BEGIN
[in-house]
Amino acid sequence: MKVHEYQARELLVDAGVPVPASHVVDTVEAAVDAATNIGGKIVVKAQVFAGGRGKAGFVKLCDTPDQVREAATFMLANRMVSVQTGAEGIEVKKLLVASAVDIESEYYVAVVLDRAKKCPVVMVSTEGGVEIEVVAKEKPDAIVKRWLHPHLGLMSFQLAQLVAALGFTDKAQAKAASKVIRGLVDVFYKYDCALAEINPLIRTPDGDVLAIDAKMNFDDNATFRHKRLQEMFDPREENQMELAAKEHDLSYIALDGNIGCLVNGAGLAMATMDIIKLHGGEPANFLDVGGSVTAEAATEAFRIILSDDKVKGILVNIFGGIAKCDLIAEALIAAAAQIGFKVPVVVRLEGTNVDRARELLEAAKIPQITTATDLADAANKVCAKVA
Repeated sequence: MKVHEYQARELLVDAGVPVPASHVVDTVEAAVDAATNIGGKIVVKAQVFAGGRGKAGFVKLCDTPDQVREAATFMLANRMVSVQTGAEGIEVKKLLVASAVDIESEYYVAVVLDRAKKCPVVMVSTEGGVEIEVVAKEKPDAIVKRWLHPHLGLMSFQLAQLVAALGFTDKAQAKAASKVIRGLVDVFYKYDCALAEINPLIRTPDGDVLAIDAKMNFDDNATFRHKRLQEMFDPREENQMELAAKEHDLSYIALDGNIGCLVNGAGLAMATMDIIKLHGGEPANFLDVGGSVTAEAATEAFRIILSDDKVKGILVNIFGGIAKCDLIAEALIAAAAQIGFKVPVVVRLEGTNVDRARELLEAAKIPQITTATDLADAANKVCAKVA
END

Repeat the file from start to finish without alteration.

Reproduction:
[in-house]
Amino acid sequence: MKVHEYQARELLVDAGVPVPASHVVDTVEAAVDAATNIGGKIVVKAQVFAGGRGKAGFVKLCDTPDQVREAATFMLANRMVSVQTGAEGIEVKKLLVASAVDIESEYYVAVVLDRAKKCPVVMVSTEGGVEIEVVAKEKPDAIVKRWLHPHLGLMSFQLAQLVAALGFTDKAQAKAASKVIRGLVDVFYKYDCALAEINPLIRTPDGDVLAIDAKMNFDDNATFRHKRLQEMFDPREENQMELAAKEHDLSYIALDGNIGCLVNGAGLAMATMDIIKLHGGEPANFLDVGGSVTAEAATEAFRIILSDDKVKGILVNIFGGIAKCDLIAEALIAAAAQIGFKVPVVVRLEGTNVDRARELLEAAKIPQITTATDLADAANKVCAKVA
Repeated sequence: MKVHEYQARELLVDAGVPVPASHVVDTVEAAVDAATNIGGKIVVKAQVFAGGRGKAGFVKLCDTPDQVREAATFMLANRMVSVQTGAEGIEVKKLLVASAVDIESEYYVAVVLDRAKKCPVVMVSTEGGVEIEVVAKEKPDAIVKRWLHPHLGLMSFQLAQLVAALGFTDKAQAKAASKVIRGLVDVFYKYDCALAEINPLIRTPDGDVLAIDAKMNFDDNATFRHKRLQEMFDPREENQMELAAKEHDLSYIALDGNIGCLVNGAGLAMATMDIIKLHGGEPANFLDVGGSVTAEAATEAFRIILSDDKVKGILVNIFGGIAKCDLIAEALIAAAAQIGFKVPVVVRLEGTNVDRARELLEAAKIPQITTATDLADAANKVCAKVA